Joy Leiker of the Muncie Star Press has an article on Superintendent of Public Instruction (But Certainly not a Creationist) Tony Bennett’s latest proposition for changing the rules about who can teach. On its face, it seems more or less plausible: cut out the bureaucracy and focus more on the substantive education, making sure the teachers have more expertise in the subject areas they are teaching.
But, not to put too fine a point on it, I don’t trust the messenger. There has been a fervor for breaking the teacher’s unions – and where proposals for education reform might tend to break the union, my cynicism leads me to believe that’s the purpose of the exercise.
I don’t know the specifics of Bennett’s proposals – my fault. But as a general rule, I would suggest that the younger the child, the more important the teacher have received education about how to teach as opposed to, necessarily, education in the particular field. It’s much more important that a first grade teacher know how to communicate with six year olds than that the teacher know differential equations before teaching the kids addition and subtraction.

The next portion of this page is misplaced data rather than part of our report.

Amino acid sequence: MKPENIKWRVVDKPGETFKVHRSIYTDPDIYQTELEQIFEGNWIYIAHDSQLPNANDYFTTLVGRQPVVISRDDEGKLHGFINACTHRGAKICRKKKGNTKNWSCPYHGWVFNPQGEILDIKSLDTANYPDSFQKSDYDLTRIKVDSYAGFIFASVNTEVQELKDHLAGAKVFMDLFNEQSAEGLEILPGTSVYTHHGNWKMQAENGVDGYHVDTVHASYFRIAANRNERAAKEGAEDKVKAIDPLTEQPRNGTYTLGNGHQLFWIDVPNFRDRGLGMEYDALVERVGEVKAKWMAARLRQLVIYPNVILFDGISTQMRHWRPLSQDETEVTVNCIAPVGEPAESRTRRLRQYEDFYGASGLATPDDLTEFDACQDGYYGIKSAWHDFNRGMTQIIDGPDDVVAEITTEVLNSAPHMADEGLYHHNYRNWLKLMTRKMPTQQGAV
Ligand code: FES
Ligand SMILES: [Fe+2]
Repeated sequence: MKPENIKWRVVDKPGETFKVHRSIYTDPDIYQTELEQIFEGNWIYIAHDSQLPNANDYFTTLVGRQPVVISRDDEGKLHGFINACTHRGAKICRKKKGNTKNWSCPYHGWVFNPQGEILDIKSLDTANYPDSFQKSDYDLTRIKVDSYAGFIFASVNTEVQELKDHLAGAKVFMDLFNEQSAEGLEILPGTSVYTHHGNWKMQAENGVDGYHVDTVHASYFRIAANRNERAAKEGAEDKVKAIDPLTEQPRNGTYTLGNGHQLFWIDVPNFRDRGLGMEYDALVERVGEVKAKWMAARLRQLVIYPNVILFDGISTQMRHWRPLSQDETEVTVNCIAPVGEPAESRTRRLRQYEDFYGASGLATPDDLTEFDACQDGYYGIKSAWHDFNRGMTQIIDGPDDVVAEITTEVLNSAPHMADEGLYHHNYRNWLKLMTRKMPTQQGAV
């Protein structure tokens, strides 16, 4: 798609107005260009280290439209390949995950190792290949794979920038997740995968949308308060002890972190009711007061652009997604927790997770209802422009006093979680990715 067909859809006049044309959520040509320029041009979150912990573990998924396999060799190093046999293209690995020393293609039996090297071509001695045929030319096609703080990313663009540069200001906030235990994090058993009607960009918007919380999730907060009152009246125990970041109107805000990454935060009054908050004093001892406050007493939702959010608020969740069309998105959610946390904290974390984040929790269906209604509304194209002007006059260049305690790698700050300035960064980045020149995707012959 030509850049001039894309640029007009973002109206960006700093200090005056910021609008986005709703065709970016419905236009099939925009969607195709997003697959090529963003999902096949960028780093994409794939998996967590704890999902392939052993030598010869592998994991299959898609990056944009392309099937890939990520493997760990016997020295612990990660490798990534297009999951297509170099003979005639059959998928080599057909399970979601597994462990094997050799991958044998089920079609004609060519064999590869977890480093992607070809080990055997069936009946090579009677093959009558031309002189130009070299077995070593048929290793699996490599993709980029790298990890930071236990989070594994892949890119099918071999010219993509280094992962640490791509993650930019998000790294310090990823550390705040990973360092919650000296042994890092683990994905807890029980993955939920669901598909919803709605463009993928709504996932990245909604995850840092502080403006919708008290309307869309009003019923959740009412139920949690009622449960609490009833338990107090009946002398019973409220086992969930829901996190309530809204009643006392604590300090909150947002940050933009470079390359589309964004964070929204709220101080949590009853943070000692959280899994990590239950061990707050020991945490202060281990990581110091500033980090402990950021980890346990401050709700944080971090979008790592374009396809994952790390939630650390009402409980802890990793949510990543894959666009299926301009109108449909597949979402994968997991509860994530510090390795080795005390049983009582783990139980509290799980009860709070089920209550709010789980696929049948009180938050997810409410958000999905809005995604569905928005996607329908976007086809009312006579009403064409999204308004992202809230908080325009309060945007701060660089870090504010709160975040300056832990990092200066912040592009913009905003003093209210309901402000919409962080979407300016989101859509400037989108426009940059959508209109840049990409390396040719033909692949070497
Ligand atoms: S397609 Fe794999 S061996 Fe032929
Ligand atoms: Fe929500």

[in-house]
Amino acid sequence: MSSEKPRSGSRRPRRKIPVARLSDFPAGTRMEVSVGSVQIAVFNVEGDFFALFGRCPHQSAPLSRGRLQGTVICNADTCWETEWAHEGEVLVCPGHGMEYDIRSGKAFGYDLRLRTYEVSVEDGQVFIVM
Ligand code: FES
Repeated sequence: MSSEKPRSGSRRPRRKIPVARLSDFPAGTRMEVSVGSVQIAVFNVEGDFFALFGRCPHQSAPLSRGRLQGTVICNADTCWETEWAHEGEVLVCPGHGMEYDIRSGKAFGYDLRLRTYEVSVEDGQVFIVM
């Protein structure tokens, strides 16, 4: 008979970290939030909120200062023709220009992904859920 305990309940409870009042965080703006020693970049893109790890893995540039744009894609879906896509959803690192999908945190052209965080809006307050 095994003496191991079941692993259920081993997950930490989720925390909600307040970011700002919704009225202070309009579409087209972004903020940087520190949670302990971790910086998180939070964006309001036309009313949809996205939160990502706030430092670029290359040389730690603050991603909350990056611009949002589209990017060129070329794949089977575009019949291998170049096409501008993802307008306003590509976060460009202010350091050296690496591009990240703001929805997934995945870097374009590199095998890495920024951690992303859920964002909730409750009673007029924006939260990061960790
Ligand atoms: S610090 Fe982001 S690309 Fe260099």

My passing impression of the education system is that there is plenty of unnecessary bureaucracy and job-protecting jargon. But, efforts to cut through those things should be coupled to a commitment to paying and treating our educators like professionals. The article briefly mentions Bennett’s apparent belief that teachers can cram their continuing education in during some unspecified period of the day reminds me a bit of Wal-mart managers who locked their employees in the stores and required them to work without pay.